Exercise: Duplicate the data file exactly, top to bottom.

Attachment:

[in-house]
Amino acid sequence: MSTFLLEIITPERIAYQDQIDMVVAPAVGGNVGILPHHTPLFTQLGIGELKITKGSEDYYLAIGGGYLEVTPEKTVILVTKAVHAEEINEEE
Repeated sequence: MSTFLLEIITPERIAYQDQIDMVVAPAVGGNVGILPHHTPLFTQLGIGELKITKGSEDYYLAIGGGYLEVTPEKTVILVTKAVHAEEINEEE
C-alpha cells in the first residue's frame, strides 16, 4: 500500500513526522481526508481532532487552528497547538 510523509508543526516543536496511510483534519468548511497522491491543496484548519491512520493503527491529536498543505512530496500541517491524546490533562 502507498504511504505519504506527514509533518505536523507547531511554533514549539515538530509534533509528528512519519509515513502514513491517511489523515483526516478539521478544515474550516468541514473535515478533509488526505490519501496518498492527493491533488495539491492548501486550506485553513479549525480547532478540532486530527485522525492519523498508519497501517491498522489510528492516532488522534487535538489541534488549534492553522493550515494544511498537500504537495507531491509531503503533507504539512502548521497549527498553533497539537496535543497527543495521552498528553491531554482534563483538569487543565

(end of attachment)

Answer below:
[in-house]
Amino acid sequence: MSTFLLEIITPERIAYQDQIDMVVAPAVGGNVGILPHHTPLFTQLGIGELKITKGSEDYYLAIGGGYLEVTPEKTVILVTKAVHAEEINEEE
Repeated sequence: MSTFLLEIITPERIAYQDQIDMVVAPAVGGNVGILPHHTPLFTQLGIGELKITKGSEDYYLAIGGGYLEVTPEKTVILVTKAVHAEEINEEE
C-alpha cells in the first residue's frame, strides 16, 4: 500500500513526522481526508481532532487552528497547538 510523509508543526516543536496511510483534519468548511497522491491543496484548519491512520493503527491529536498543505512530496500541517491524546490533562 502507498504511504505519504506527514509533518505536523507547531511554533514549539515538530509534533509528528512519519509515513502514513491517511489523515483526516478539521478544515474550516468541514473535515478533509488526505490519501496518498492527493491533488495539491492548501486550506485553513479549525480547532478540532486530527485522525492519523498508519497501517491498522489510528492516532488522534487535538489541534488549534492553522493550515494544511498537500504537495507531491509531503503533507504539512502548521497549527498553533497539537496535543497527543495521552498528553491531554482534563483538569487543565